SIXTH of December is always a special day for me, and, I suppose, for millions of Hindus across the world. It is a day of joyous celebrations, on par with Diwali, which is also a day of triumph and celebration. On that day, eighteen years ago in Ayodhya, the Hindus at last asserted themselves, something they had not done for a long, long time.
I observe 6th of December almost like Diwali. I get up earlier than usual, as I do on Diwali day, take a bath, and walk all the way – about two kilometers – to a Ganesh temple. Pune is full of temples – nearly all of them established by the Peshwas – and the one I go to was founded by Nanasaheb, eldest son of the great Bajirao, the founder of Pune, and the son of the founder of the Peshwa dynasty. The idol was donated by Nanasaheb, whose portrait hangs in the main hall or mandap.
I spend at least an hour in the temple, along with so many others. We sit quietly on the marble floor, watching devotees come and go, though at that time of the morning, when the sun is barely up, and even the birds are sleeping, there are not that many people in the temple. For me, it is also a day of prayer, though I am not a very religious man, and do not know very many prayers.
In Ayodhya eighteen years ago, the Hindus did what even the great Bajirao, the real founder of the Hindu empire of the Marathas could not or did not do. Bajirao was essentially a conqueror but also a great Hindu. He had repeatedly said that he wished to drive the Moghuls out of India and was always looking for opportunities to take the fight to the north right into the Moghul heartland. In fact, there was a time when the Marathas had become so powerful that they were acting as protectors of Moghul emperors, and some of the Maratha chieftains like the Shinde’s (or Scindias) had actually captured the Moghul throne. Why they did not dislodge them from power remains one of those mysteries that says a great deal about the Hindu character, and also about Hindu history.
This has happened again and again. At the last moment, Hindus seem to lose nerve and give in. This happened in Panipat too in 1761 twenty years after Bajirao’s death. At Panipat, the Marathas were led by Bajirao’s nephew, Sadashivrao Bhau, and things were going pretty smoothly until, at the last moment, Maratha forces suddenly lost control and lost the will to fight. Sadashivrao Bhau was perhaps too young to give battle so far away from home, but there were other Maratha generals who could have assisted or advised him. At the last moment, the Maratha forces started fleeing from the battleground and the two young Peshwas – rather sons of Peshwas – were killed on the spot. It was the end of the great Hindu dream to eventually drive out the Moghuls, and establish Hindupadapadshahi once again, though the Marathas were not fighting the Moghuls but a would-be usurper called Ahmed Shah Abdali from Kabul.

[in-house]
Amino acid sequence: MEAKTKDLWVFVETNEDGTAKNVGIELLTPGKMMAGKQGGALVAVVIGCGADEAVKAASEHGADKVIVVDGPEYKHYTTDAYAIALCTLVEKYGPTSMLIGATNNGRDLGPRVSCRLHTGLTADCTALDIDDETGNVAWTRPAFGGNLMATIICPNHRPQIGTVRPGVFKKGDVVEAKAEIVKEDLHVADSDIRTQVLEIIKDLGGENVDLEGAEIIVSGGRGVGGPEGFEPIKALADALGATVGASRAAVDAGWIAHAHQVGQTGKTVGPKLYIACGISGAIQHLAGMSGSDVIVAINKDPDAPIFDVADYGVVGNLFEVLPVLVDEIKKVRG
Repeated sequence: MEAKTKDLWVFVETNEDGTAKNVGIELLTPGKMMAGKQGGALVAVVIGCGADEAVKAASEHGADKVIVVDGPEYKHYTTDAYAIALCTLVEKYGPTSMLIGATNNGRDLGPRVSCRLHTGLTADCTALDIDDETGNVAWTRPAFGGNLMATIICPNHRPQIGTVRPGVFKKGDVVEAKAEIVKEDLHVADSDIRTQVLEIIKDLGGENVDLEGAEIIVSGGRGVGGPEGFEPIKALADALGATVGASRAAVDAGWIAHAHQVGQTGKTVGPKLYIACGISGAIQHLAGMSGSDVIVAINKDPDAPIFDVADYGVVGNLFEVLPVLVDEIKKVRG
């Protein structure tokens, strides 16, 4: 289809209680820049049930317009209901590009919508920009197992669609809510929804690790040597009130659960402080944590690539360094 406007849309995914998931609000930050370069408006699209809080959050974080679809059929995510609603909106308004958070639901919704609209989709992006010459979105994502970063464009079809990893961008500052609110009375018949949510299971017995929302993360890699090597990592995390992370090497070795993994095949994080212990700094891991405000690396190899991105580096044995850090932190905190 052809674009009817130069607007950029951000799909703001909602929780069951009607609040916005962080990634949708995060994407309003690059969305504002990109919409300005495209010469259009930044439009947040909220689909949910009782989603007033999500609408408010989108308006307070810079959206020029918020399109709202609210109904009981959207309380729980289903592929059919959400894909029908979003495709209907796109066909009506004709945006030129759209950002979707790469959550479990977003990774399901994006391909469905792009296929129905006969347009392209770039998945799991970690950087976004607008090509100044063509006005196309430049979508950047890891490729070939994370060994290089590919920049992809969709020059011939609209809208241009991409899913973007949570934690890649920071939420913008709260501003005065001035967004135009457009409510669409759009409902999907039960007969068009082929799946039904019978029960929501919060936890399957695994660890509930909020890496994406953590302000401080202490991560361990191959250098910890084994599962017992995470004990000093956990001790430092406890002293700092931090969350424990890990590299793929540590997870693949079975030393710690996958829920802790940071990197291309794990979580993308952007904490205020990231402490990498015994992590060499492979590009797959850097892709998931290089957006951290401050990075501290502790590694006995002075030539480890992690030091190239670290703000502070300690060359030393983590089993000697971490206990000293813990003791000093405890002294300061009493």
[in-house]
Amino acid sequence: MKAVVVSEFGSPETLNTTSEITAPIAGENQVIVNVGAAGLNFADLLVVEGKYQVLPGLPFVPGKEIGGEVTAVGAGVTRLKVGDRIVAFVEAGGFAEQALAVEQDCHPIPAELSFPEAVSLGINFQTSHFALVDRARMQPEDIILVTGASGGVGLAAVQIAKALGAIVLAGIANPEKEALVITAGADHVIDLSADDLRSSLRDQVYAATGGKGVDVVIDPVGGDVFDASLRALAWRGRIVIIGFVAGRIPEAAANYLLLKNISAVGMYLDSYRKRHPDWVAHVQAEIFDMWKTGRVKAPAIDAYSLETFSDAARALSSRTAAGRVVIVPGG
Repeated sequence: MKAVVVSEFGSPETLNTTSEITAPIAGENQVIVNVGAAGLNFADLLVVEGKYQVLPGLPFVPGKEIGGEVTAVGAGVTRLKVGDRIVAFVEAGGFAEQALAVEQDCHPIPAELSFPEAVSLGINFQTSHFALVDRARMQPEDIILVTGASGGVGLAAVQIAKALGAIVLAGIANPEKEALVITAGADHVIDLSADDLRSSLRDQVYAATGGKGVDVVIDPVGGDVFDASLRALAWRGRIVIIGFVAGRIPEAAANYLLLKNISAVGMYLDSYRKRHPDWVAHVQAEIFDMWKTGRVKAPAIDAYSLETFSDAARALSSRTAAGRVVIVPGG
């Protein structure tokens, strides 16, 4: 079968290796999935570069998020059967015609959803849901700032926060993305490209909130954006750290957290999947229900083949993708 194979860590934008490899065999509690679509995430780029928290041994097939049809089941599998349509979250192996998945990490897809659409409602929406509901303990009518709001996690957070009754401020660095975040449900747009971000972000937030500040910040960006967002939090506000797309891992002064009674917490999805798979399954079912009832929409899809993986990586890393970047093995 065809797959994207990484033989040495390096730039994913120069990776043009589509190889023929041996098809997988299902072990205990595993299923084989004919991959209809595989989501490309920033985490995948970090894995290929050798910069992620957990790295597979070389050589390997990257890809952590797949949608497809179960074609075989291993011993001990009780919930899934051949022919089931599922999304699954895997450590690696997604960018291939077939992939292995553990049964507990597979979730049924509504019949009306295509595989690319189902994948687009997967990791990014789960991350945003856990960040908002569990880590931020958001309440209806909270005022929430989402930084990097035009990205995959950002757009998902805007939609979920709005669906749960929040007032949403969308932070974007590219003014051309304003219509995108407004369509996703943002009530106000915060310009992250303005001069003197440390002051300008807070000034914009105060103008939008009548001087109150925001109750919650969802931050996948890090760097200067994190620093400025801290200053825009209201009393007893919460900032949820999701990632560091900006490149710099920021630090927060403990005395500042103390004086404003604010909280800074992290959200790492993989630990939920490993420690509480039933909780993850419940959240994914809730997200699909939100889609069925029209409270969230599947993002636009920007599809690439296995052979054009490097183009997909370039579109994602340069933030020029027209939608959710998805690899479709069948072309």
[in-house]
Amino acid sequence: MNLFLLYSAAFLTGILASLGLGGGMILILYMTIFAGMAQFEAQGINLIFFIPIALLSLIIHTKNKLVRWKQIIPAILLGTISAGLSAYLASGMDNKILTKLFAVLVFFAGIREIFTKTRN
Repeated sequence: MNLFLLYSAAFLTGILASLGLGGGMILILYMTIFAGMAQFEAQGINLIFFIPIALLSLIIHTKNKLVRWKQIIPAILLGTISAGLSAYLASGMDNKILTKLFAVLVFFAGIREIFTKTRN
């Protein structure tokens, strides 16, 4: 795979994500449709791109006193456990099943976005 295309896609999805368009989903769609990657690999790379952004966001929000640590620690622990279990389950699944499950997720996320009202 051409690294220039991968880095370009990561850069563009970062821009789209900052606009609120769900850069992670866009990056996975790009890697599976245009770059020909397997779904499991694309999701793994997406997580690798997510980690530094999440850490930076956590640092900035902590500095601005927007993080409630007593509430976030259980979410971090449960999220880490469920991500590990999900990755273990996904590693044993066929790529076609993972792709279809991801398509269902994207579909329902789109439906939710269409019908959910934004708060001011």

Why do we Hindus buckle under at the last moment? It is a grave weakness of character. It happened again under Jawaharlal Nehru sixty years ago, though Nehru was not much of a Hindu and was a weak man. I am referring to Kashmir, and how, at the last moment, when we had not only stopped the Pakistani marauders but were about to mount assault on them, Nehru turned turtle and called for a truce, though our armies could and should have taken the fight right into Pakistan and smashed Jinnah & Co. into permanent submission.
For some reason, we seem unable to sustain an offensive for long and always make excuses for inaction or retreat. Take some recent examples. A Booker prize lady called Roy had been making seditious speeches in Kashmir along with some men who are nothing but traitors, but what does the government do? Precisely very little. When asked about it, the Home Minister, a timid little character called Chidambaram, who, I suppose reads newspapers if not anything else, and knows what is happening, said that no action was necessary, since no action was also a form of action. This is typical of us Indians. We can philosophise about anything, including cowardice. Chidambaram should have been sacked at that very moment, for the man has been inactive in the face of every threat to the country, whether it is Islamic terrorism or naxalites. Like his Prime Minister, he is a gutless man, but that is understandable since he is a Congressman.
Congressman, almost by definition, are a gutless lot, and incapable of action, particularly against traitors or aggressors like China, and, of course against corrupt politicians.
Those who gathered in Ayodhya on December 6, 1992 did not just stand there and twiddle their thumbs, caught in Shakespearanan inaction, mumbling to themselves, “To be or not to be.” They just went ahead and did it. I was not present at Ayodhya on the occasion as I was busy minding the fort in Delhi. But we could see it all on TV, and I sat there, almost paralysed and transfixed, as one by one, the men – there were no women – climbed the domes and hacked the thing to pieces. They did not say, “the matter is sub judice and we should not touch it,” and went ahead and did what they had to do, even if they seemed to be breaking the law.
In this, they had good precedents. Gandhi broke the law everytime he did something against the British, whether it was picking up a handful of salt at Dandi, or asking the British to quit India. There are moral laws and there are immoral laws, and there are times when it is your duty to break the latter, no matter what the consequences. We, Hindus, have been inactive for too long, always trying to keep on the safe side of law, which means on the side of timidity. Even when Bajirao fought the satraps of the Moghuls, there were Hindus, like the Rajputs of Jaipur, who fought on the side of the Moghuls, many as his commanders. The Hindus technically broke the law on 6th of December, 1992, but they did the right thing in breaking it, for which I salute them.